There can be no post-pandemic economic recovery without a strong and healthy steel industry, according to Labour MP Stephen Kinnock.
Opposition MPs are calling on the UK government to provide loans to steel firms experiencing a sudden drop in demand due to coronavirus.
It said it was “committed to supporting the sector’s economic recovery”.
Aberavon MP Mr Kinnock told BBC Politics Wales support was needed in “days not weeks” to help the industry.
In May, 10 Welsh MPs wrote to the chancellor asking for extra support for the sector during the pandemic.
As shops start reopening, and pressure builds on the government to outline its plans for the UK’s economic recovery, big questions still remain about the part steel will play in the country’s economic bounce back.
At Prime Minister’s Questions on Wednesday, Newport East Labour MP Jessica Morden told Boris Johnson: “Plants like Tata’s Llanwern and the Orb steel works – the only electrical steel plant in the UK – can play a key part in that recovery, but three months into this crisis and steel companies are still waiting for government liquidity support which is critical.
“Will the prime minister commit to address this now?”
Mr Johnson said ministers would do “everything they can” to maintain UK steel production, but no bailout has been promised yet.
Mr Kinnock said steel was the “backbone of our manufacturing sector”.
“Nothing, really, can work in this country in terms of the manufacturing sector without steel,” he said.
“Steel is in the offices we work in, the cars that we drive, the trains that we ride, even the cutlery that we eat our food with.”
Demand for steel has dropped massively during the coronavirus crisis, especially with industries like car manufacturing grinding to a halt.
Before the pandemic, Tata Steel had suffered £371m in pre-tax losses last year and there was continuing uncertainty for the wider industry because of Brexit.
There have been reports the UK government may consider so-called “last resort” loans for viable companies, if their failure would disproportionately harm the economy.
But ministers will want some certainty any loans will be paid back to “protect” the taxpayer.
Mr Kinnock said he believed loans to steel firms would be returned and he has urged the government to consider the costs to the taxpayer of not stepping in to support them.
“We are urging the government to support the industry now and also think about the cost of doing nothing,” he said.
“There are 4,000 relatively well paid men and women working in the Port Talbot steel works, thousands more relatively well paid jobs in the steel industry across the country.
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“Imagine the cost of losing those jobs.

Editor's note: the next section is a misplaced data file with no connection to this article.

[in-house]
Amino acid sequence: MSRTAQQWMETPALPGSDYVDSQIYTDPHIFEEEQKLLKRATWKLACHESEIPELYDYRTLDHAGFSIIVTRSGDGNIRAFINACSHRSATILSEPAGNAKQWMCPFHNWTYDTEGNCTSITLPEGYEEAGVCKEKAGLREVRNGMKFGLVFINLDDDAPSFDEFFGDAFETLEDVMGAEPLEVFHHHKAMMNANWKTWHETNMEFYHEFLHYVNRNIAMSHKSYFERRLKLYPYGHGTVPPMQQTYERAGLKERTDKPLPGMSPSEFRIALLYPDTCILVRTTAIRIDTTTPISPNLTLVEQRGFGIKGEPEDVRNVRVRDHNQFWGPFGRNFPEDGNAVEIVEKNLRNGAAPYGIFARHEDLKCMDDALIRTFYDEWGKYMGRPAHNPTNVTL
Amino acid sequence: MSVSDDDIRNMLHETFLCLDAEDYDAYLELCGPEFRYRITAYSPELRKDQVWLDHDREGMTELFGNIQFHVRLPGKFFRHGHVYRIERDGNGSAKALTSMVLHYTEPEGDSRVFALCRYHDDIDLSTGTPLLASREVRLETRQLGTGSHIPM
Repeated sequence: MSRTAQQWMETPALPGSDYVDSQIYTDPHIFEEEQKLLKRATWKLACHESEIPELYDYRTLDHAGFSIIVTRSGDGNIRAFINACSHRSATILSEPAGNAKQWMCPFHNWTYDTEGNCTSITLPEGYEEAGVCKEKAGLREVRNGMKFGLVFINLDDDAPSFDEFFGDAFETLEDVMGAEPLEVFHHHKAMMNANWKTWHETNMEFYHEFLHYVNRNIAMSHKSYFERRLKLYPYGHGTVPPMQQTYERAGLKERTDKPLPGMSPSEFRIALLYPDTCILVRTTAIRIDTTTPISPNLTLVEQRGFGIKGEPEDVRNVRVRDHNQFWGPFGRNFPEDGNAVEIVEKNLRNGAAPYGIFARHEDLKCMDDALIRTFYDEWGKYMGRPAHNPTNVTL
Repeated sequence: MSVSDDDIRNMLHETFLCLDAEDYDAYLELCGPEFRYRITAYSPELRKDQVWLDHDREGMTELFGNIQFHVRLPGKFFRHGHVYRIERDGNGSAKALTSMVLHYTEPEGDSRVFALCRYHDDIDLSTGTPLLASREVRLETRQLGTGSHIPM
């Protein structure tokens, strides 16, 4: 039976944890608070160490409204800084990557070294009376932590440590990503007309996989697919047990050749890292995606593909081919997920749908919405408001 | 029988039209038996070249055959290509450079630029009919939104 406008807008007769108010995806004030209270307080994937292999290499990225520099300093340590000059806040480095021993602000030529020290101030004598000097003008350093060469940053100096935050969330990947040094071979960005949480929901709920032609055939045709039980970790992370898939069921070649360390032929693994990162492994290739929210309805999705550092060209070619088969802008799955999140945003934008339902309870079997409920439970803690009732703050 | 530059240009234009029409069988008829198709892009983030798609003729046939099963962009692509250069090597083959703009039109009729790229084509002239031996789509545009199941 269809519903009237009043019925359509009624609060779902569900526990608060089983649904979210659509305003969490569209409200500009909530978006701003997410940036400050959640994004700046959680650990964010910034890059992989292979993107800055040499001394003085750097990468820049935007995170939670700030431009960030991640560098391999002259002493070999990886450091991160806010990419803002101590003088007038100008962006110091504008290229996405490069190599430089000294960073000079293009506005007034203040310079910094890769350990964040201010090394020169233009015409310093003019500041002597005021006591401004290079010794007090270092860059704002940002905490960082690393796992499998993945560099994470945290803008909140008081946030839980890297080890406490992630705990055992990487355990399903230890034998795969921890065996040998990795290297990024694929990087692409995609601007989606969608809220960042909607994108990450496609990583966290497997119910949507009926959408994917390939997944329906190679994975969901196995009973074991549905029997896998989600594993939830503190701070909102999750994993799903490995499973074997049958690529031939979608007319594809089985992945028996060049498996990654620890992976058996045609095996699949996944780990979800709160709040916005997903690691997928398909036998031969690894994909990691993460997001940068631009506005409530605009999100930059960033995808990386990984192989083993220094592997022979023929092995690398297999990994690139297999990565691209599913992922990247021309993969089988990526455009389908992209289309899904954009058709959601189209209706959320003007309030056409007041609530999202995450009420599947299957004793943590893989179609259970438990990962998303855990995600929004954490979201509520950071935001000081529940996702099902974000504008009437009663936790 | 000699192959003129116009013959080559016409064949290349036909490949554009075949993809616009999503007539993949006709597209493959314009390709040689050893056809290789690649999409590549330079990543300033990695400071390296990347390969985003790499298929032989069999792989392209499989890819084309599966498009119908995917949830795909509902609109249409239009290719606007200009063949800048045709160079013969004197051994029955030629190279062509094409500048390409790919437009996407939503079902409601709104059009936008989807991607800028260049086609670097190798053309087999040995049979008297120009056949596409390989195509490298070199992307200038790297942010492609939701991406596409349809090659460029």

“Imagine the cost of decommissioning a steelworks with blast furnaces and the vast cost that would cause the government.
“So we are saying to the government – give the temporary loan.
“It is a loan that will be paid back in order to avoid the massive cost of doing nothing.”
Steel industry analyst Dr Kathryn Ringwald-Wildman said the pandemic has hit firms at an already tough time.
“We’ve got uncertainty building on uncertainty,” she said.
“The position of the steel industries is quite desperate at the moment and they will need government support to survive.
“They would’ve needed government support without the pandemic.
“If they are to weather this particular storm they will need support.
“The question is: this is taxpayer’s money. Is this a bridge over the pandemic crisis or is it a bridge over the pandemic crisis only to find the economic situation post-pandemic is much more serious globally than we might imagine?”
Beyond questions around the cost of recovery, with Tata Steel reportedly needing at least £500m through the pandemic, government decisions to support steel or not are inherently political – with the effect on areas like Port Talbot hanging in the mix.
“You take the steel industry out of Port Talbot you have got nothing. You haven’t got anything to take its place,” said Dr Ringwald-Wildman.
“The decision that’s made now will resonate for many years.
“It may be that the politicians will decide to defer the decision to end steel manufacturing in the UK – let the companies sink or swim.
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“They might choose to defer that because of the consequences down the line.
“It would take a very brave government to say we don’t need a steel industry in the UK.
“The emphasis has been, in conversations around the edge of the Brexit decision, we will make our own steel, use our own steel, buy our own steel.
“We will, of course, be trading on the international market.
“But the notion that our domestic steel industry would be one of our major suppliers to our manufacturing industry was fundamental.”
A spokesperson for Tata Steel, which has furloughed about 2,400 staff across UK sites, said: “The ultimate impact of coronavirus has been the sudden drop in demand for steel.
“But it is a storm that we are weathering, and we’re looking to come out of the other side.
“We are in negotiations with both UK and Welsh governments to seek all available support that we can.”
A UK government spokesperson said it has “engaged with businesses across the economy, and has already increased the scope and scale of many of our support schemes, including loans to steel companies with a turnover of over £45m”.
“We recognise that economic conditions continue to be challenging and we are committed to supporting the sector’s economic recovery.”
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